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Cracks Develop Along Newly Opened Interstate 69

Cracks have developed along the newest section of I-69, just months after the first three sections of of the interstate from Evansville to the Crane Naval Center opened.

Though officials say they pose no risks to motorists, there are several sizeable cracks in the newly paved asphalt just south of the Patoka River Bridge on the Pike/Gibson County Line.

INDOT Spokesperson Cher Elliot says this type of cracking is a result of settling which is normal for any road that runs through this part of the state.

“In the past there has been extensive underground mining here in Pike and Gibson County, so that is why during the planned development we had chosen that asphalt be used to construct the roadway here in that area,” she says.

Elliot says asphalt is more conducive than concrete for building in areas that are susceptible to ground settling.

But critics of the road say asphalt was used because it’s cheaper than concrete.  In a 2011 interview with WTIU then Governor Mitch Daniels said he told engineers to build a functional road with the idea they could always add to it later.

“I don’t see the need to build a Cadillac if a good solid Jeep or Chevy will suffice for 20-30 years,” he says.

Asphalt companies close during the winter so INDOT will not be able to make the repairs until the plants go back online in the spring.

The 67-mile stretch of interstate opened to motorists in November. The section connecting Crane to Bloomington is expected to be completed by 2014.

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  • Bob Eckert

    The untruthful spin by DOT is consistent with the fact that DOT is doing I-69 on the cheap and not using all the standards of interstate highway construction to not only get it done fast but get it done cheap. We will see many more defects as time goes on, especially in the very hot summer months. It wouldn’t surprise me if they filled sink-holes (common in south-central and southern Indiana) with landfill material (read that trash) and made the road surface oil-based asphalt instead of much longer wearing (5 years vs. 30 years) concrete. You get what you pay for.

  • Hobart Haynes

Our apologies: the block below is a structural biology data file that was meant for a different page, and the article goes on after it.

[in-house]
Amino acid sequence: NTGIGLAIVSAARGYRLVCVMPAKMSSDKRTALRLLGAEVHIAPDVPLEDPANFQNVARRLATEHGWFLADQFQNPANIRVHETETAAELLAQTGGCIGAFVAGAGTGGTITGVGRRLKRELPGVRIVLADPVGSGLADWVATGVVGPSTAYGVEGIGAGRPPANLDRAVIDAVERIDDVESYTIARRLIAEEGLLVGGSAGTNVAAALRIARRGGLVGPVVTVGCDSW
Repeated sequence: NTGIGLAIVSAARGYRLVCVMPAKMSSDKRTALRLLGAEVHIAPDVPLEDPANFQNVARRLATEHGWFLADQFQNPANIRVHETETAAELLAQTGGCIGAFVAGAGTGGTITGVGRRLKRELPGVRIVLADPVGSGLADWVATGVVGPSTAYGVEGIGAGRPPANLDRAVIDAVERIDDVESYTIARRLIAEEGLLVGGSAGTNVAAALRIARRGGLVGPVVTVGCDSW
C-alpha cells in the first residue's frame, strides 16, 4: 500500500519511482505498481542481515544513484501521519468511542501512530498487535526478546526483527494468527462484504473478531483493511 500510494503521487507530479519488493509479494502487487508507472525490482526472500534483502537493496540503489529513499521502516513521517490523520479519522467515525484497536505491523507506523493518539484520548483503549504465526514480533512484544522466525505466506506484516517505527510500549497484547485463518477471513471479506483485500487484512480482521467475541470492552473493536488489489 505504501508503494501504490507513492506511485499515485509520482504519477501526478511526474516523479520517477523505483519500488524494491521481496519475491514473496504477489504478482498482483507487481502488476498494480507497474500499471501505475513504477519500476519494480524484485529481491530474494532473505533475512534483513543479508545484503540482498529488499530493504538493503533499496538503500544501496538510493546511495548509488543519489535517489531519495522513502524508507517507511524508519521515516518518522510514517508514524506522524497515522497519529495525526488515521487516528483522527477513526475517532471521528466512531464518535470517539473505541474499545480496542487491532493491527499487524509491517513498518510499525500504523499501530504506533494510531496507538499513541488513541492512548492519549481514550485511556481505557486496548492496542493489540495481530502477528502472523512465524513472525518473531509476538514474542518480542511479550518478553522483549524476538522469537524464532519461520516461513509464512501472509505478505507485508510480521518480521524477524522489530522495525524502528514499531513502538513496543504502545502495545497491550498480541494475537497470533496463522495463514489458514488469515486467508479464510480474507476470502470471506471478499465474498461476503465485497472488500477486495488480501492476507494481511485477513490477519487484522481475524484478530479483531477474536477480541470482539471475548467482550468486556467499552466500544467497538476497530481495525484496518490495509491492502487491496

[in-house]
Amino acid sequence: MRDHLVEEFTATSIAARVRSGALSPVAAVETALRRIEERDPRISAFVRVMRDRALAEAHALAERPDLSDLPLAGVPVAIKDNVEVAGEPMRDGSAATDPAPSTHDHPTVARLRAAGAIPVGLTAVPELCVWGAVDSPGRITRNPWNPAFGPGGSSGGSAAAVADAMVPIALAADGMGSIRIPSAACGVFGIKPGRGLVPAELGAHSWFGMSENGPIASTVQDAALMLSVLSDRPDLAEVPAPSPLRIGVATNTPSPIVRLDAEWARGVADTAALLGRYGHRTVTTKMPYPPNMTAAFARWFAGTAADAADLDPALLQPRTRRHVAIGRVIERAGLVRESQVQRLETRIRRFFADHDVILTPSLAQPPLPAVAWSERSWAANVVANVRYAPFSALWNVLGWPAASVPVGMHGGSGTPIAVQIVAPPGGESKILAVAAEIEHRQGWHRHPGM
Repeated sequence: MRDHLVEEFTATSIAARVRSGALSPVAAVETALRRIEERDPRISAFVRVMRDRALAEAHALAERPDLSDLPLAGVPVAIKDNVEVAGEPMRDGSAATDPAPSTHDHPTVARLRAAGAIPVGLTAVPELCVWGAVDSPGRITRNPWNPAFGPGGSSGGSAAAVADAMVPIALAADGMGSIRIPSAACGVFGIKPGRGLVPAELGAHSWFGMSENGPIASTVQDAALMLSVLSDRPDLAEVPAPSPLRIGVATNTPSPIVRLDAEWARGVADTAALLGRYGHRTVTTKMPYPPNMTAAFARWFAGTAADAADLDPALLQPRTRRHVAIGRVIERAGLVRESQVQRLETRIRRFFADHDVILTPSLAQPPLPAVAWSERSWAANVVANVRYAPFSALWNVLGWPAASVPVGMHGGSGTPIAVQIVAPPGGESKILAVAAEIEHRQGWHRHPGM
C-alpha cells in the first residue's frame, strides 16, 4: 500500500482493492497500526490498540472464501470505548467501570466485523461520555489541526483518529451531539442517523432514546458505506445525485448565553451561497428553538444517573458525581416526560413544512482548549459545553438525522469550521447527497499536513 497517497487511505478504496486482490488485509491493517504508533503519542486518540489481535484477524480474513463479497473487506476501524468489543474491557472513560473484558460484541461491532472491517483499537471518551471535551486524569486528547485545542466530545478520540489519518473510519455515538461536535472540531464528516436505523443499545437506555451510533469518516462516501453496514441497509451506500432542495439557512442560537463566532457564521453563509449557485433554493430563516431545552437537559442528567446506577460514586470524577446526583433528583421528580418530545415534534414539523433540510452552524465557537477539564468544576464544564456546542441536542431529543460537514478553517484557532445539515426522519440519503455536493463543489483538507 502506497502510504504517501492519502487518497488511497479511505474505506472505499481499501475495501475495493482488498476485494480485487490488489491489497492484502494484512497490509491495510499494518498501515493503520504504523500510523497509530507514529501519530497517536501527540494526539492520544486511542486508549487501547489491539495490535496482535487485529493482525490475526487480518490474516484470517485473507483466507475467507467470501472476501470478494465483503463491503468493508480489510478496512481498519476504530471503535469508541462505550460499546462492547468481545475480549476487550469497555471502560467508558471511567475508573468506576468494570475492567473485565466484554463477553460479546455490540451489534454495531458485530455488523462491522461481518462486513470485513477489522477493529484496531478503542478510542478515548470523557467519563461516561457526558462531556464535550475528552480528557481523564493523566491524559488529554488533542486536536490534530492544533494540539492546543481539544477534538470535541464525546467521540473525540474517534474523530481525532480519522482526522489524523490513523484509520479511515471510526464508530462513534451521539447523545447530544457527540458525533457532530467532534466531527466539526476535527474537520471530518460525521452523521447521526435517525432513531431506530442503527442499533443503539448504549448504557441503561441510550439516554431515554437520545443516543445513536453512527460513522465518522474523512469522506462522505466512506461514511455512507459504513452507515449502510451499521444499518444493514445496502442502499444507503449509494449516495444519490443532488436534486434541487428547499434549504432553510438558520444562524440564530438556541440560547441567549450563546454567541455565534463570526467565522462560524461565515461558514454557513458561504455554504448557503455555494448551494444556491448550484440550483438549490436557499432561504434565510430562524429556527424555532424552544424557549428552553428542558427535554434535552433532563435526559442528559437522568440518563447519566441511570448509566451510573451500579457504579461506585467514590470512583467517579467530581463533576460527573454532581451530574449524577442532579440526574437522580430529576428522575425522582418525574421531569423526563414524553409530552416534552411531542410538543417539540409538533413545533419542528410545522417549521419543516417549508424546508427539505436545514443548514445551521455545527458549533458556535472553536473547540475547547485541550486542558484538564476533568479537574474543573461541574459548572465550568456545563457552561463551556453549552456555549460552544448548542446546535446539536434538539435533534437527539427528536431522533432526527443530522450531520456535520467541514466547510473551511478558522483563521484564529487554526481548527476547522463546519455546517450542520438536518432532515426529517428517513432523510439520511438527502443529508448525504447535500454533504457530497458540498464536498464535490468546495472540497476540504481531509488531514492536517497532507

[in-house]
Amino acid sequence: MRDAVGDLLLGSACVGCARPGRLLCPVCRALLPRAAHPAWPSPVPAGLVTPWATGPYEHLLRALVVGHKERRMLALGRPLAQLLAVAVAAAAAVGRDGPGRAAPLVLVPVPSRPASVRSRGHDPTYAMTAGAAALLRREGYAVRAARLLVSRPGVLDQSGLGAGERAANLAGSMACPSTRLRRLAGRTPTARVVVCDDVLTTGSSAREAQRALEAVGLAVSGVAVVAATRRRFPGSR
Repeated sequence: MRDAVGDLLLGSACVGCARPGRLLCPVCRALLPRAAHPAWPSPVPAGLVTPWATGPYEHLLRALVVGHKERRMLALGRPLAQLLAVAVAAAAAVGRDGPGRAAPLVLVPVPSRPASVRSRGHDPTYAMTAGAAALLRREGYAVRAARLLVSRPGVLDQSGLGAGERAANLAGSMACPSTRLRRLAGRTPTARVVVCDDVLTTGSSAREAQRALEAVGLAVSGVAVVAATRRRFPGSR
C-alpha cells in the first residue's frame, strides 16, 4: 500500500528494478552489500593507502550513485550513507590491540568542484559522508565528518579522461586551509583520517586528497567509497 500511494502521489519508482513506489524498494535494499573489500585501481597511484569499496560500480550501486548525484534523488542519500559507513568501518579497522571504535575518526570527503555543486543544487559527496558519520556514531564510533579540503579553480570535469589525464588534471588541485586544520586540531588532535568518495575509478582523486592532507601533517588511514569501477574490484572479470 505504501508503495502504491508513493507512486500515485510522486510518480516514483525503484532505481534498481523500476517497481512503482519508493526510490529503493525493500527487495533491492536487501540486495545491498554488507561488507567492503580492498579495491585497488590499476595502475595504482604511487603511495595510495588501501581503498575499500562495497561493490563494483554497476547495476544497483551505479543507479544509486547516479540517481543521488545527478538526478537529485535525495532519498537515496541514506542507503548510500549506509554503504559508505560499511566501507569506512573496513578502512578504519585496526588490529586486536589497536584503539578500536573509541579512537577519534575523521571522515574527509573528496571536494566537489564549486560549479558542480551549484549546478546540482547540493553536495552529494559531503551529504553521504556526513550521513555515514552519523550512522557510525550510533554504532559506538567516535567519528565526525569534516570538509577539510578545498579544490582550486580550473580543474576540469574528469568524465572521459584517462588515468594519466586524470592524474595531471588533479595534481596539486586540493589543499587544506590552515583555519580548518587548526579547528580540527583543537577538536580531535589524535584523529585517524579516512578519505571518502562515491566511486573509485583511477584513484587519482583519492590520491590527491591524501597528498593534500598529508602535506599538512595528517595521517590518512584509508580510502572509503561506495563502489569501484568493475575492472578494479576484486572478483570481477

If proper engineering/construction and inspection procedures are utilized then, “this type of cracking” is not normal. If INDOT built the road over a recently mined area, then you can expect settlement from 3” to 9″ per year depending on when the area was mined thru. To get the road open, “on schedule and within budget”, INDOT had to ignore proper engineering, construction and inspection procedures. From personal observations and observations of others, contractors were allowed to perform work in conditions that were unsuitable for the work that was being performed. The section in question will not be the only section that fails prematurely.

  • Michael Petrie

    So INDOT makes the pavement only 8 inches thick, at least in the passing lane, to save money and build more miles of road, and guess what happens! Surprise, surprise, surprise! I would have rather INDOT simply built the first three sections with proper pavement thickness using the $700 million from Major Moves and whatever else they could scrape together. Section 4 to Bloomington really could have waited until another revenue stream was found or procured. Cracks might have happened anyway, but maybe not as soon.

  • Michael Petrie

    I hope they did the drainage system properly. I’d hate to see the road suffer chronic flooding problems.

  • Jeanne Smith

    History does repeat itself. This is the exact route of the Wabash Erie Canal that failed as quickly as it could be built at the end of water as a major transportation method and also connecting Canada to Mexico. This is an exact crossing point of the Wabash and Erie Canal and I-69. Ha ha ha ha. BTW $3 billion in Indiana tax (road dollars) is $1,000,000.00 + $1,000,000.00 1,000,000.00 + $1,000,000.00 three thousand times. The Indiana Business Journal had a great article this week questioning the wisdom of funneling all this money to building I-69 now when road funding is in decline and the Indiana Toll Road is not providing funding any longer.

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